Today’s installment concludes How the Indian Caste System Began,
the name of our combined selection from Gustave Le Bon and William W. Hunter. The concluding installment, by William W. Hunter from Brief History of the Indian People, was published in 1880. For works benefiting from the latest research see the “More information” section at the bottom of these pages.
If you have journeyed through all of the installments of this series, just one more to go and you will have completed six thousand words from great works of history. Congratulations!
Previously in How the Indian Caste System Began.
Time: 1200 BC
But while caste is thus founded on the distinctions of race, it has been influenced by two other systems of division, namely, the employments of the people, and the localities in which they live. Even in the oldest times, the castes had separate occupations assigned to them. They could be divided either into Brahmans, Kchatryas, Vaisyas, and Sudras; or into priests, warriors, husbandmen, and serfs. They are also divided according to the parts of India in which they live. Even the Brahmans have among themselves ten distinct classes, or rather nations. Five of these classes or Brahman nations live to the north of the Vindhya mountains; five of them live to the south. Each of the ten feels itself to be quite apart from the rest; and they have among themselves no fewer than 1886 subdivisions or separate Brahmanical tribes. In like manner, the Kchatryas or Rajputs number 590 separate tribes in different parts of India.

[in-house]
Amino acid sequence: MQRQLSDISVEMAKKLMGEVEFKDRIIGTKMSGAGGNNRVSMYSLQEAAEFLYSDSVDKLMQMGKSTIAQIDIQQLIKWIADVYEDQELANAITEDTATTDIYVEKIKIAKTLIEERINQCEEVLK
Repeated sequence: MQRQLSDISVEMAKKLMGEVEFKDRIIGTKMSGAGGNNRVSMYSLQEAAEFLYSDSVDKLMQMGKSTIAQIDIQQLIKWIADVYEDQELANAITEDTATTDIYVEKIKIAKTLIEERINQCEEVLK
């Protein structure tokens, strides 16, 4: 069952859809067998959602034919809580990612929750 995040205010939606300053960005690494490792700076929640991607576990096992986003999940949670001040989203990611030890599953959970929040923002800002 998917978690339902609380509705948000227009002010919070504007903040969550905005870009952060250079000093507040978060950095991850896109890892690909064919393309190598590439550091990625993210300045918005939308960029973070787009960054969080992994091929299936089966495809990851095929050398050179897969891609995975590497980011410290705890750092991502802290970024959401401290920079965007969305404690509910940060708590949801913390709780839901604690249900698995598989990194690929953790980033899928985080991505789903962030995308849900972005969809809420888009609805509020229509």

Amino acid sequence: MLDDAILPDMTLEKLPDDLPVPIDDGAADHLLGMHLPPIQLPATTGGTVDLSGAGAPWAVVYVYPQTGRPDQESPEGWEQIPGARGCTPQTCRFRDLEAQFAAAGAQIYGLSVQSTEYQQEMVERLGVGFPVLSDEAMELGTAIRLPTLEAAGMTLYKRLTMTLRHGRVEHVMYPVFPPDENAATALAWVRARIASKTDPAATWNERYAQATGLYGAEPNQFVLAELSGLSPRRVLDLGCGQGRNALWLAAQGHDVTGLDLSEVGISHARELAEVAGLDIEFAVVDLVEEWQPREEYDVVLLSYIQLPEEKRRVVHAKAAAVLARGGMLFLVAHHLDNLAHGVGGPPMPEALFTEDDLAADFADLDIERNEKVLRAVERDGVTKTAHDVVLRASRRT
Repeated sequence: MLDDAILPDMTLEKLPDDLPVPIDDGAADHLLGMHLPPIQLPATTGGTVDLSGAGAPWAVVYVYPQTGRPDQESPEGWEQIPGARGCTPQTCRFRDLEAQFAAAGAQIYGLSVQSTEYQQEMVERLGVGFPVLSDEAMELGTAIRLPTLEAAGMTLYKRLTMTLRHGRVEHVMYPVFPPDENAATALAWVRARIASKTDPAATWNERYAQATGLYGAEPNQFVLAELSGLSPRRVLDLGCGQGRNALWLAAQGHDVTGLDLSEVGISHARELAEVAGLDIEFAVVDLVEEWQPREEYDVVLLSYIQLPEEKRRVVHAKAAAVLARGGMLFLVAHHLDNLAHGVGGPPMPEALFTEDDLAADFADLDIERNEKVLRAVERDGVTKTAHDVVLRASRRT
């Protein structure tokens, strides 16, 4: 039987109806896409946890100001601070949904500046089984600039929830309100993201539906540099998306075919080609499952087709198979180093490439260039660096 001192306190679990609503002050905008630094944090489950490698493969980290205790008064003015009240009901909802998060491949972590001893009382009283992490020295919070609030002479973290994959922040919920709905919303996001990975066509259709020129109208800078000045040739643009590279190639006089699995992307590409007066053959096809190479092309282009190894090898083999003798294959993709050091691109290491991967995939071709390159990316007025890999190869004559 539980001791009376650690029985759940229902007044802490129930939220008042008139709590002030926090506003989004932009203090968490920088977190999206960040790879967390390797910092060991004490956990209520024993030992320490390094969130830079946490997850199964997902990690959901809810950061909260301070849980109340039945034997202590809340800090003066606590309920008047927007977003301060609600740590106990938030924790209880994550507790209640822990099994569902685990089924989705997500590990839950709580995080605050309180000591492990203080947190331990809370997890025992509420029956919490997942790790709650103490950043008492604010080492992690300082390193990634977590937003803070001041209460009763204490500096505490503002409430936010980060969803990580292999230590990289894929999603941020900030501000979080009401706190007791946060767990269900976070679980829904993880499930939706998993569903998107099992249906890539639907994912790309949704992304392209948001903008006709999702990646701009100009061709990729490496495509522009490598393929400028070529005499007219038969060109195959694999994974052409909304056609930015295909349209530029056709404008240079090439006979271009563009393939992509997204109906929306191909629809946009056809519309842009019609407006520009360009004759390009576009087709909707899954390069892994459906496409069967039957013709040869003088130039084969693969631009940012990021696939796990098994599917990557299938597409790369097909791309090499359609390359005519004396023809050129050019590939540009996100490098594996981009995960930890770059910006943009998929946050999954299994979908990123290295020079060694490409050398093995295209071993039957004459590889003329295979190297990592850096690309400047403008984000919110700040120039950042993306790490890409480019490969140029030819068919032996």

While, therefore, Indian caste seems at first a very simple arrangement of the people into four classes, it is in reality a very complex one. For it rests upon three distinct systems of division: namely, upon race, occupation, and geographical position. It is very difficult even to guess at the number of the Indian castes. But there are not fewer than 3,000 of them which have separate names, and which regard themselves as separate classes. The different castes cannot intermarry with each other, and most of them cannot eat together. The ordinary rule is that no Hindu of good caste can touch food cooked by a man of inferior caste. By rights, too, each caste should keep to its own occupation. Indeed, there has been a tendency to erect every separate kind of employment or handicraft in each separate province into a distinct caste. But, as a matter of practice, the castes often change their occupation, and the lower ones sometimes raise themselves in the social scale. Thus the Vaisya caste were in ancient times the tillers of the soil. They have in most provinces given up this toilsome occupation, and the Vaisyas are now the great merchants and bankers of India. Their fair skins, intelligent faces, and polite bearing must have altered since the days when their forefathers ploughed, sowed, and reaped under the hot sun. Such changes of employment still occur on a smaller scale throughout India.